In addition, while eliminating animal-based food production in the US would reduce greenhouse gas admissions, the drop would not be enough to significantly counterbalance the higher contribution that would come from increasing crop production, according to the findings published in the Proceedings of the National Academy of Science.
Mary Beth Hall, an animal scientist with the US Department of Agriculture and the US Dairy Forage Research Center in Madison, Wisc., and Robin White, a professor of animal and poultry science at Virginia Tech in Blacksburg, Va., modeled the health impact on people, the planet and the US economy of switching all Americans to a plant-only diet and eliminating animal production in the US as a way to test the popular belief that reducing consumption of animal-derived food would reduce greenhouse gasses and enhance food security.
“A report by the Food and Agriculture Organization (FAO) of the United Nations designated livestock as a major worldwide contributor to greenhouse gas (GHG) emissions that affect global warming. More recently, the 2015 Dietary Guidelines Advisory Committee claimed that plant-based diets would promote health and improve long-term sustainability of the US food supply. Implicit in such reports is the idea that modification or elimination of animal agriculture would offer benefits to society with minimal and acceptable deleterious effects,” the two write in the report.
However, they argue, their study shows this is an oversimplification of a complex issue that when explored in detail reveals a more nuanced and surprising outcome.
“As with any ecological system, changes made in one facet must be evaluated for the direct effects of the change and for collateral impact,” which are extensive when it comes to animal agriculture given the practice “provides raw material used for food, fiber, biofuels and myriad components of nonfood products used domestically and sold internationally.”
Quantity over quality
As such, the researchers found converting all land currently used for animal-based food production to plant-based food production resulted in a 23% increase in total US supply. However, the nutritional quality of the plant-based alternatives would not be as high as it would be for continued animal production, they added.
“Grain comprised the majority of the increase, of which corn grain accounted for 77%; 92% of the legumes were comprised of soybeans and soy flour,” a projection that reflects the allocation of tillable land based on the current proportions of crops grown, and the poor suitability of the land, climate and infrastructure to grow higher-value fruits and vegetables, the researchers found.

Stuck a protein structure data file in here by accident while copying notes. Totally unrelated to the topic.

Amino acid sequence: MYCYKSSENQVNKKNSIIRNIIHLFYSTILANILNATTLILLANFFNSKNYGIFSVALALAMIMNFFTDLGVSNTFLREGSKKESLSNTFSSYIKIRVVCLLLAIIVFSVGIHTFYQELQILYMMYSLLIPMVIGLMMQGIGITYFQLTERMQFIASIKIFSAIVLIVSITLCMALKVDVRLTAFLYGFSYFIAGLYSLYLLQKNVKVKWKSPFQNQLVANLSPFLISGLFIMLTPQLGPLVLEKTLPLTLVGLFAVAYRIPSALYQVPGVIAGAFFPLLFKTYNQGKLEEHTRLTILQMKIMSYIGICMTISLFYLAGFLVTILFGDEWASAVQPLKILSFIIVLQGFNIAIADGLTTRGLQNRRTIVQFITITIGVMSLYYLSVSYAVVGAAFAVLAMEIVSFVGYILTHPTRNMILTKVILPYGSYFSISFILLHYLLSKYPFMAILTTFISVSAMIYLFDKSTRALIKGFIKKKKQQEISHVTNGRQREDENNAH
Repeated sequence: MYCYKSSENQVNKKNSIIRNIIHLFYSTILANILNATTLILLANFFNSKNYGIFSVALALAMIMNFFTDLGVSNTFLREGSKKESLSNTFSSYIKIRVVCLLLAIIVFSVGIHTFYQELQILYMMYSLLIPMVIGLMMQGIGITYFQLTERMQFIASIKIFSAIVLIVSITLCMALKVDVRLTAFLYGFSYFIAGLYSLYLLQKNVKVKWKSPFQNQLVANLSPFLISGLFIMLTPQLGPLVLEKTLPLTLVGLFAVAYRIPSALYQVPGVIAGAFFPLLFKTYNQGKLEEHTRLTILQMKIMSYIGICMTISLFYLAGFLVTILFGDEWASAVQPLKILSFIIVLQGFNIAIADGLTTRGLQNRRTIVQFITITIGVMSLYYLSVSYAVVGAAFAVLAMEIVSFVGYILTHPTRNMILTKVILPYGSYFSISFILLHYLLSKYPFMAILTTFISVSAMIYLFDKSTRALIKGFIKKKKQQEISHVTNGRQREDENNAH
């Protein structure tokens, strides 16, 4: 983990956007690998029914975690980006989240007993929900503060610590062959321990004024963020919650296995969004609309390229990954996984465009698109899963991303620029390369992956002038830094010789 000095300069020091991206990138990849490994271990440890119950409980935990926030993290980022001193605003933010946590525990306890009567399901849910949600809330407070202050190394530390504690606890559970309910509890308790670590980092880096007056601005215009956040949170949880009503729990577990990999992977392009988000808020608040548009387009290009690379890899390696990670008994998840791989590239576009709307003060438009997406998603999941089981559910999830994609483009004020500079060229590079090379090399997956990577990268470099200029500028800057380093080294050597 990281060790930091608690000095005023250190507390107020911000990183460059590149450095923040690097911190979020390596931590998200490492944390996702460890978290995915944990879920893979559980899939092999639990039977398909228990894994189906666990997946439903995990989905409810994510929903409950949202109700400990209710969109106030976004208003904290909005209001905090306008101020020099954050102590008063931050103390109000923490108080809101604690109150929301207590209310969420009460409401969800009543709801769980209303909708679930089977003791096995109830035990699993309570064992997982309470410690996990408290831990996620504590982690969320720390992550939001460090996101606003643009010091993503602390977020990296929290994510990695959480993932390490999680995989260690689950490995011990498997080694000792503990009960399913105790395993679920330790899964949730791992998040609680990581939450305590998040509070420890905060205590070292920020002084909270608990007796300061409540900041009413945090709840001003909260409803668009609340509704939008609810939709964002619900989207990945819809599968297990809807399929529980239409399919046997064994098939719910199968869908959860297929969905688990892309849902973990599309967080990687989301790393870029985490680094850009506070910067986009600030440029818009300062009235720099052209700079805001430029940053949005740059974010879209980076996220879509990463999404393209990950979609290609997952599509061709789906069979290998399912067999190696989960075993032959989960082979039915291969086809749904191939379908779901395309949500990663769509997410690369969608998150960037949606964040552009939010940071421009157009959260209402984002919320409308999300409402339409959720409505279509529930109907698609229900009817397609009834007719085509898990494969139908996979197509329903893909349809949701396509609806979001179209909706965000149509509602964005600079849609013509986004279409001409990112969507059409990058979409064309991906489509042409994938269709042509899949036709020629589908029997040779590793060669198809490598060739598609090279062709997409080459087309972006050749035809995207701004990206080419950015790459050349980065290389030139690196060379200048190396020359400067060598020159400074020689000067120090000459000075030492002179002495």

As a result of this shift, “the total domestic nutrient supply changes substantially,” they add.
“In all simulated diets, vitamins D, E and K were deficient. Choline was deficient in all scenarios except the system with animals that used domestic currently consumed and exported production. In the plants-only diets, a greater number of nutrients were deficient, including [calcium], vitamins A and B12, and EPA, DHA and arachidonic acid,” the report notes.
These findings are not to say that it is impossible to live a healthy life as a vegan or vegetarian, Hall was quick to point out in a statement from USDA.
“Different types of carefully balanced diets – vegan, vegetarian, omnivore – can meet a person’s needs and keep them healthy,” she said. “But, this study examined balancing the needs of the entire nation with the foods we could produce from plants alone. There’s a difference between what’s possible when feeding one person versus feeding everyone in the US.”
She also noted that the plant-only diet also would require individuals to eat more food and more daily calories to meet their nutritional needs without using supplements. Given Americans’ struggles with obesity, adding more calories to the diet is not a viable solution for overall health, she added.
Greenhouse gas emissions shift rather than disappear
The impact of the switch on greenhouse gas emissions is equally complicated as on the nutrition side, the report reveals.
The researchers estimate that greenhouse gasses produced by animal agriculture accounts for 49% of those attributed to food production with the additional 40% coming from grain production, 0.3% from legumes, 5% from vegetables and 2% from fruits and nuts.
They also found that cutting animal agriculture would reduce emissions by 28%, however the need to use synthesized fertilizers to replace animal manures, dispose of human-inedible byproduct feeds that previously were consumed by animals and produce additional crops on land previously used by animals would unravel some of that reduction. As such, eliminating animal agriculture in effect would only decrease total US emissions by 2.6 percentage units, the researchers conclude.
Ultimately, the researchers concluded that eliminating animal-based food production to improve the health of people and the planet is not as clear-cut or beneficial as widely believed when placed in the context of the change’s greater implications.